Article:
Lifting of Zimbabwe sanctions
Foreign Minister Bob Carr today announced Australia would lift sanctions against 55 individuals in Zimbabwe in response to the announcement of a constitutional referendum to be held in Zimbabwe on March 16.
“The 55 names on this list include some ZANU-PF politicians, members of the judiciary and media, provincial governors and leading business figures,” Senator Carr said.
“These individuals are not considered to be hindering democratic reforms or undermining the ultimate goal of free and fair elections in Zimbabwe.
“Nor are they thought to be involved in human rights abuses.
“Zimbabwe’s reform process has been painfully slow. However, leaders such as Prime Minister Morgan Tsvangirai have made genuine progress.
“I’m pleased to be able to lift these sanctions and look forward to further democratic reforms in Zimbabwe.”
Senator Carr said he had released a three-stage roadmap for the lifting of sanctions on Zimbabwe on February 7, 2013.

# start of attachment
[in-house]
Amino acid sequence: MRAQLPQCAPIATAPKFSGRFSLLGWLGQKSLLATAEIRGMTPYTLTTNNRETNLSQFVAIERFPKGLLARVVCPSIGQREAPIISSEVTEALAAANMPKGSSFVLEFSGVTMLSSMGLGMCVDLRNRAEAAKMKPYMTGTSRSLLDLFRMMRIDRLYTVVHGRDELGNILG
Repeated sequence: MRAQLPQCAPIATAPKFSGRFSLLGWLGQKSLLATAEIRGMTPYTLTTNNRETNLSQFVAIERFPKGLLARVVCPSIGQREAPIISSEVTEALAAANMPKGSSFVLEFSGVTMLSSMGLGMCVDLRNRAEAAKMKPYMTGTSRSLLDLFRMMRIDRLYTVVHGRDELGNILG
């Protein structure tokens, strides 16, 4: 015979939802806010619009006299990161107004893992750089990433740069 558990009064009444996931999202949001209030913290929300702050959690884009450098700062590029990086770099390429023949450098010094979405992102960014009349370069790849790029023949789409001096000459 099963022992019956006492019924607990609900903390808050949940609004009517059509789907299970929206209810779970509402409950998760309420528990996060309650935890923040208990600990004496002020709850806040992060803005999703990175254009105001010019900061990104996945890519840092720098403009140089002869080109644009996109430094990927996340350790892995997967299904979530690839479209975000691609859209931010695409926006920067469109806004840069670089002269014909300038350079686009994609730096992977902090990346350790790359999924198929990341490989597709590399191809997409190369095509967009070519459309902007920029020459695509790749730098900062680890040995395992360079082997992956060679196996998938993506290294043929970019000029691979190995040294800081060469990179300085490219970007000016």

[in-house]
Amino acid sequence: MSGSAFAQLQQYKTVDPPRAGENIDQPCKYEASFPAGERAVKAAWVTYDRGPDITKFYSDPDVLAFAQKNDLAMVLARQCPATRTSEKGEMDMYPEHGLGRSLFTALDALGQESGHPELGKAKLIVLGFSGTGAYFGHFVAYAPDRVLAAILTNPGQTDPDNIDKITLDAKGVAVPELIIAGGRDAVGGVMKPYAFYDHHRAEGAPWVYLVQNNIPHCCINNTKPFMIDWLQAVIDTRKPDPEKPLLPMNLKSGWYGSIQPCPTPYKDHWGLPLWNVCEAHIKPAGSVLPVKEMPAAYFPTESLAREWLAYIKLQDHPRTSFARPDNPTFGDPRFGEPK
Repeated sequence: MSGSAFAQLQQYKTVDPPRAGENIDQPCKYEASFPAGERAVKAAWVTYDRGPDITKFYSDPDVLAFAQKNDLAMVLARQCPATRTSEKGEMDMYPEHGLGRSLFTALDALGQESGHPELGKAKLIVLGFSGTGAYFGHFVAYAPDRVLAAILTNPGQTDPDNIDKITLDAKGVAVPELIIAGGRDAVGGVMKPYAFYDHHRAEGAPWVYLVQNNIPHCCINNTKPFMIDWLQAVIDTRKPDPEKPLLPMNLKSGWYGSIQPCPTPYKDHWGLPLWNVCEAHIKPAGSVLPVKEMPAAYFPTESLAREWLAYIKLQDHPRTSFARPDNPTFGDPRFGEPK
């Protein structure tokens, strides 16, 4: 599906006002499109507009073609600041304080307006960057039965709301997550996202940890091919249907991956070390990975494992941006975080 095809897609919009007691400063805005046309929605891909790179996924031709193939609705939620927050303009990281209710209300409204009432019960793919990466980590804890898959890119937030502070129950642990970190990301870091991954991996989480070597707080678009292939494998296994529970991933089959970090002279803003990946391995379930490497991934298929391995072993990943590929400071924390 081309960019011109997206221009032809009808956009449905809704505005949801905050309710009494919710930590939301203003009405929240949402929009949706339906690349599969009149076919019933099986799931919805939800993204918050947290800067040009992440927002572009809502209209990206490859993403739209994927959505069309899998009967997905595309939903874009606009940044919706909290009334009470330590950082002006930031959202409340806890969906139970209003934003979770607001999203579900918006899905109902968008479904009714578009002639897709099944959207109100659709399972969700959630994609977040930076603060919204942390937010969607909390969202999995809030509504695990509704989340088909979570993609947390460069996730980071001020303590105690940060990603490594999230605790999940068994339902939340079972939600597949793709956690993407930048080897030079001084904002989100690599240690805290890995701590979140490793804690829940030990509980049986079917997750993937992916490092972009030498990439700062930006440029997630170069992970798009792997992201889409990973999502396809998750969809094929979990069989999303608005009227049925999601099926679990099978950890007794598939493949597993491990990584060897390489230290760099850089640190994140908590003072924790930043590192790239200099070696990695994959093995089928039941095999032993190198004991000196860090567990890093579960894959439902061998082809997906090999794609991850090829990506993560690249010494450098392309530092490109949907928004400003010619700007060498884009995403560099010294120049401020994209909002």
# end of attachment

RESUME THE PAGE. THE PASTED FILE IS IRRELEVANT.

Under the roadmap, Australia would progressively reduce sanctions when:
• a date for the constitutional referendum was announced;
• a peaceful and credible constitutional referendum was held; and
• free and fair elections took place and a democratically-elected government took office.
Remaining Australian sanctions on Zimbabwe include travel and financial restrictions against 98 individuals and four entities, an arms embargo and prohibition on defence links.
Senator Carr said despite recent progress, Australia remained concerned by the fragility of Zimbabwe’s political situation and the risk of a return to violence. Sanctions would be reimposed if progress towards free and fair elections became derailed.
Australia’s phased reduction of measures is consistent with approaches being pursued by the United States and the European Union.
Zimbabwe’s constitutional review process has taken three years. The draft text of Zimbabwe’s new Constitution provides for a new constitutional order in Zimbabwe and a less centralised power structure.
If adopted by referendum, the Constitution would permit the holding of democratic elections for a new Zimbabwe government.